I stopped watching Saturday Night Live a number of years ago. I did so primarily because I no longer found it very funny, but I was also able to determine exactly why I didn't find it funny: Since I had little familiarity with the pop cultural referents--the tv shows, the pop bands, the reigning celebrities of the day--I almost literally couldn't get the jokes. It wasn't that the current version of the show (which was roughly the latter days of the Will Ferrell-era cast) had suddenly become dependent on popular culture and thus required the viewer's "knowingness"; this had always been the case, going all the way back to the golden era of Aykroyd, Belushi, and Radner. But then I had been knowing. I knew the names, the styles, the programs. The jokes seemed pertinent to the world in which I was immersed, and thus I found them funny (sometimes).
(I realize that SNL is also know for its occasional "political" sketches, but even these I always considered part of the focus on popular culture--politicians as another kind of celebrity who was famous through being on tv.)
In a previous post, I defined literary satire as "corrective, a way of using laughter to mock attitudes and behaviors the author wishes to reform." Satire is a form of commentary on human misbehavior and social stupidity, usually anchored in a particular time and place. Daniel Septimus puts it this way: "satire must be tethered to the real world in some way. It must reference a reality we know in order to enlighten us with its absurdist twists" (Jerusalem Post). Satire points us to "a reality we know" in order to highlight its implicit if concealed deficiencies, which are mocked. Like SNL's Weekend Update, it is news with a "twist."
Septimus believes that satire without such a "tether" to the world it presumes to mock becomes merely "cartoonish." I think there's something to be said for cartoonish comedy, although I agree that if it is indeed presented as satire its satiric edge is blunted. Catch-22, it seems to me, is cartoonish comedy that is not primarily satirical. It presents us with a world that has itself become cartoonish; it can't be mocked because it can't ultimately be escaped. The comedy in Catch-22 penetrates all the way down because its "reality" is itself absurd, not merely in need of improvement. The fiction of, say, George Saunders is, on the other hand, cartoonish but also clearly meant as satire. In my opinion, the result is a brand of surrealistic comedy without sufficient roots in the "real world" to be anything other than silly. Its humor is whimsical at best and it doesn't really engage the world we live in firmly enough to be effective as satire.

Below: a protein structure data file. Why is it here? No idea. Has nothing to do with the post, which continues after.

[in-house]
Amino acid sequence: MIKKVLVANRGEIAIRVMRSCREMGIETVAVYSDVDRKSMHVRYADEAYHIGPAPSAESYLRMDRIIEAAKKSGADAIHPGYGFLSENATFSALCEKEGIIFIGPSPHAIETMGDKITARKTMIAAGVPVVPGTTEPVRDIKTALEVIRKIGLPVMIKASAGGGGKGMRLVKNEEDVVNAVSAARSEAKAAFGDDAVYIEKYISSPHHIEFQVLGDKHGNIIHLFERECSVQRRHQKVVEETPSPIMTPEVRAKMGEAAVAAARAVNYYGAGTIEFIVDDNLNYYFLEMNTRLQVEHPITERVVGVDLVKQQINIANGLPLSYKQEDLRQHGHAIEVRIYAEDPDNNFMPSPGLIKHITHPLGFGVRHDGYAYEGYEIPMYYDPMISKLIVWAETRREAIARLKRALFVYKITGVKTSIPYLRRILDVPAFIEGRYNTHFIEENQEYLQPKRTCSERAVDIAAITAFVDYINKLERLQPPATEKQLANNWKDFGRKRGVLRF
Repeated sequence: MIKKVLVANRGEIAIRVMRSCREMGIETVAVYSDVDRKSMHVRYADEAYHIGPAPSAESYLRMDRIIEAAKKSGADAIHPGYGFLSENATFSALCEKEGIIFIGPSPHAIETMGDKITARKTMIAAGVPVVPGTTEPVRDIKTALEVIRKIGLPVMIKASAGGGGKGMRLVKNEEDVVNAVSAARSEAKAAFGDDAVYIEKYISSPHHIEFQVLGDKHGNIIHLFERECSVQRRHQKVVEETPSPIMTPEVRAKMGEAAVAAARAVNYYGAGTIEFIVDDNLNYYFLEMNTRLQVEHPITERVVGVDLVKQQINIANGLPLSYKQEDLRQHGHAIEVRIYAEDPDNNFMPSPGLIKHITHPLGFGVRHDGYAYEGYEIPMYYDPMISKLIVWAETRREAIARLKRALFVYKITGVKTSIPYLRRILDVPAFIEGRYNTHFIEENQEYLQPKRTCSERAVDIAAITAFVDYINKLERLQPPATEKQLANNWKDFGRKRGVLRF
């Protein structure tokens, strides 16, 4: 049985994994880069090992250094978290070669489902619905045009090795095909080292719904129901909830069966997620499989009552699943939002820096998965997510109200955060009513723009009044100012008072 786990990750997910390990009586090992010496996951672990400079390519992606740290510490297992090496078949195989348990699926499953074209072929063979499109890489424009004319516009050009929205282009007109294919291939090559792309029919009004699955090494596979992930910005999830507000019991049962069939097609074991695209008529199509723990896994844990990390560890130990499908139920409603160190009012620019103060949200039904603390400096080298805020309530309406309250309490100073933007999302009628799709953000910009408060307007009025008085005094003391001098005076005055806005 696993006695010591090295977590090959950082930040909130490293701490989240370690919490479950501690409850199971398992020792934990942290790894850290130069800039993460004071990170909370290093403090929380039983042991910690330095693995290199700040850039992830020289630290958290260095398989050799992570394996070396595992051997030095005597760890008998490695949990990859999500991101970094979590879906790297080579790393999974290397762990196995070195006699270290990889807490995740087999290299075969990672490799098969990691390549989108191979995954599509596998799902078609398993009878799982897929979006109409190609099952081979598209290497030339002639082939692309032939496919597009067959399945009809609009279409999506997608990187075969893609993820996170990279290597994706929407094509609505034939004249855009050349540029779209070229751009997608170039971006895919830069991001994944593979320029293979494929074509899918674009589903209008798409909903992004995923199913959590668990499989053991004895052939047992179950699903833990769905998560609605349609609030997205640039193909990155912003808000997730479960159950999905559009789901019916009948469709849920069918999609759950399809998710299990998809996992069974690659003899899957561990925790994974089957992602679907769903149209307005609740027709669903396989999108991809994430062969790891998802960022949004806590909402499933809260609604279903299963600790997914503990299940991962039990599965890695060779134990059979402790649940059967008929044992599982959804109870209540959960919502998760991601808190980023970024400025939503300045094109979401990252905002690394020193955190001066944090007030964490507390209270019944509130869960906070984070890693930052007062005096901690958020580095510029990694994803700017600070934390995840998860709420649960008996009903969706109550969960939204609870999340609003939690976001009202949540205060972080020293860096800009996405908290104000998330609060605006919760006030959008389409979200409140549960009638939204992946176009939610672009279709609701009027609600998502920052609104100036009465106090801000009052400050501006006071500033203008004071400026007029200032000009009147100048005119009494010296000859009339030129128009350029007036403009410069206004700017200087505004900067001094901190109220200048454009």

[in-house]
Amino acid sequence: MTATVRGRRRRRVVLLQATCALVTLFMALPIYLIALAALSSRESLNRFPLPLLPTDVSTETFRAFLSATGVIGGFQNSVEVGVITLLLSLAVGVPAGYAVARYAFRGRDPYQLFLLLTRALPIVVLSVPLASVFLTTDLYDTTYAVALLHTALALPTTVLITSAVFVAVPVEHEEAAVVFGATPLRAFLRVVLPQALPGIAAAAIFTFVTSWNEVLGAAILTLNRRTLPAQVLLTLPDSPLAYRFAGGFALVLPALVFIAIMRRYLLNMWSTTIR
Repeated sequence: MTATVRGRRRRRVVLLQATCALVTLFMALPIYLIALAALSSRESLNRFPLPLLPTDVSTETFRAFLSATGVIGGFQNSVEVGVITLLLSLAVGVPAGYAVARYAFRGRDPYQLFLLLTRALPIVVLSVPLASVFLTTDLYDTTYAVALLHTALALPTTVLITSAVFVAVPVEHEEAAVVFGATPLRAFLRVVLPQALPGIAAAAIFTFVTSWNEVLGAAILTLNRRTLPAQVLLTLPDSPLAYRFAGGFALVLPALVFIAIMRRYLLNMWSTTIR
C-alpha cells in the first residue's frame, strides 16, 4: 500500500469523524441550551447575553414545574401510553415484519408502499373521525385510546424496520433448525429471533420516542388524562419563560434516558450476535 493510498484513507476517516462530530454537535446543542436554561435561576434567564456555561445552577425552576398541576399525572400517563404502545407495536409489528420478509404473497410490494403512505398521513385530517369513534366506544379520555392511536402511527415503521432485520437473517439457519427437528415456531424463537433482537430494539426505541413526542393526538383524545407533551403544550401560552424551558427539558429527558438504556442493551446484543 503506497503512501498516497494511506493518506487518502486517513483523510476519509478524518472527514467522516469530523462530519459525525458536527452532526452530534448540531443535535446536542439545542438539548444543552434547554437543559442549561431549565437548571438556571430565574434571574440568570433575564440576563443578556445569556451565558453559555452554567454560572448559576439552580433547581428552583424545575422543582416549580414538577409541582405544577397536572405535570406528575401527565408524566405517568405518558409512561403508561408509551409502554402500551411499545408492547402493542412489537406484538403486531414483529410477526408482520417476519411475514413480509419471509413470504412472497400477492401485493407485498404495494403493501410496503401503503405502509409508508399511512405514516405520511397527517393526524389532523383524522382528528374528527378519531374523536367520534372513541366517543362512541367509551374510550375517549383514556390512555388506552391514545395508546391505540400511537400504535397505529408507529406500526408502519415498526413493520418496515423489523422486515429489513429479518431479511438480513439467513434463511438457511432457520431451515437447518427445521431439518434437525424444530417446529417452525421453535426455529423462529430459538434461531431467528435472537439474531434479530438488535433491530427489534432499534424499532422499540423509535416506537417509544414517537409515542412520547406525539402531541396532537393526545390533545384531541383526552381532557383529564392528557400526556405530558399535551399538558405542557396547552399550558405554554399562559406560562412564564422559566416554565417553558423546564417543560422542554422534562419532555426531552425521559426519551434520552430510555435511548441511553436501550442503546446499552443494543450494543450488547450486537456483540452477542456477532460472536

But I digress. Saturday Night Live qualifies as satire, in my view, but the "world" it surveys is circumscribed by the narrow measurements of American popular culture. Those who enjoy the show inhabit that world, and presumably wish to continue living there, and thus the mockery of its manifestations and assumptions remain usefully "corrective," reminding them that it can all be quite ridiculous. SNL, of course, occupies its own fairly prominent place in that world, so its humor ultimately can reach only so far. "TV" is an open target for ridicule, but not to the point that we'd want to see it smashed up altogether. And SNL's own role in maintaining pop culture's hold on us couldn't be questioned. The satirist doesn't willingly satirize him/herself.
Those of us who no longer pay much attention to the world as rendered through tv and other forms of mass media (and perhaps wonder why we ever did) thus are outside the circle within which the humor of SNL and other tv comedy shows seems humorous. This isn't to say that the objects of this humor don't deserve to be mocked. It's just that they generally seem to survive such mockery perfectly well.